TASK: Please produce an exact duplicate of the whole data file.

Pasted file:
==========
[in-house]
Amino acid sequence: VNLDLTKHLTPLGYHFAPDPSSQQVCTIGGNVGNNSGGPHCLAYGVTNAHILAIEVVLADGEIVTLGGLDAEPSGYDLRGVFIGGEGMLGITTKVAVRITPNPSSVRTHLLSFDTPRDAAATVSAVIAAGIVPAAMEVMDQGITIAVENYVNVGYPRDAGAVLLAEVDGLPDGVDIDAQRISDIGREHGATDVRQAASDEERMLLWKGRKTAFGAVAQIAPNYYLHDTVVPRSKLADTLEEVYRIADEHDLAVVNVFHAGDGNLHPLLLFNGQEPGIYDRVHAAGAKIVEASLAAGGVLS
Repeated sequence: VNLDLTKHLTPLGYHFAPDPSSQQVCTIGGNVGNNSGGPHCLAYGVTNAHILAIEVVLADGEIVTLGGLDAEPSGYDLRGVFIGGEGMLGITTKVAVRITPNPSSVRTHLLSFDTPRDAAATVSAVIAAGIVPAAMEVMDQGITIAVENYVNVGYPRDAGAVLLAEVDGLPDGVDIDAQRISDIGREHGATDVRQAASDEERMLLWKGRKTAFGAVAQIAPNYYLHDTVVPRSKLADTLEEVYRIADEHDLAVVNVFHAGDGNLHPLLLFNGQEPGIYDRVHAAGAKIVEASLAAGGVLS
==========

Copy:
[in-house]
Amino acid sequence: VNLDLTKHLTPLGYHFAPDPSSQQVCTIGGNVGNNSGGPHCLAYGVTNAHILAIEVVLADGEIVTLGGLDAEPSGYDLRGVFIGGEGMLGITTKVAVRITPNPSSVRTHLLSFDTPRDAAATVSAVIAAGIVPAAMEVMDQGITIAVENYVNVGYPRDAGAVLLAEVDGLPDGVDIDAQRISDIGREHGATDVRQAASDEERMLLWKGRKTAFGAVAQIAPNYYLHDTVVPRSKLADTLEEVYRIADEHDLAVVNVFHAGDGNLHPLLLFNGQEPGIYDRVHAAGAKIVEASLAAGGVLS
Repeated sequence: VNLDLTKHLTPLGYHFAPDPSSQQVCTIGGNVGNNSGGPHCLAYGVTNAHILAIEVVLADGEIVTLGGLDAEPSGYDLRGVFIGGEGMLGITTKVAVRITPNPSSVRTHLLSFDTPRDAAATVSAVIAAGIVPAAMEVMDQGITIAVENYVNVGYPRDAGAVLLAEVDGLPDGVDIDAQRISDIGREHGATDVRQAASDEERMLLWKGRKTAFGAVAQIAPNYYLHDTVVPRSKLADTLEEVYRIADEHDLAVVNVFHAGDGNLHPLLLFNGQEPGIYDRVHAAGAKIVEASLAAGGVLS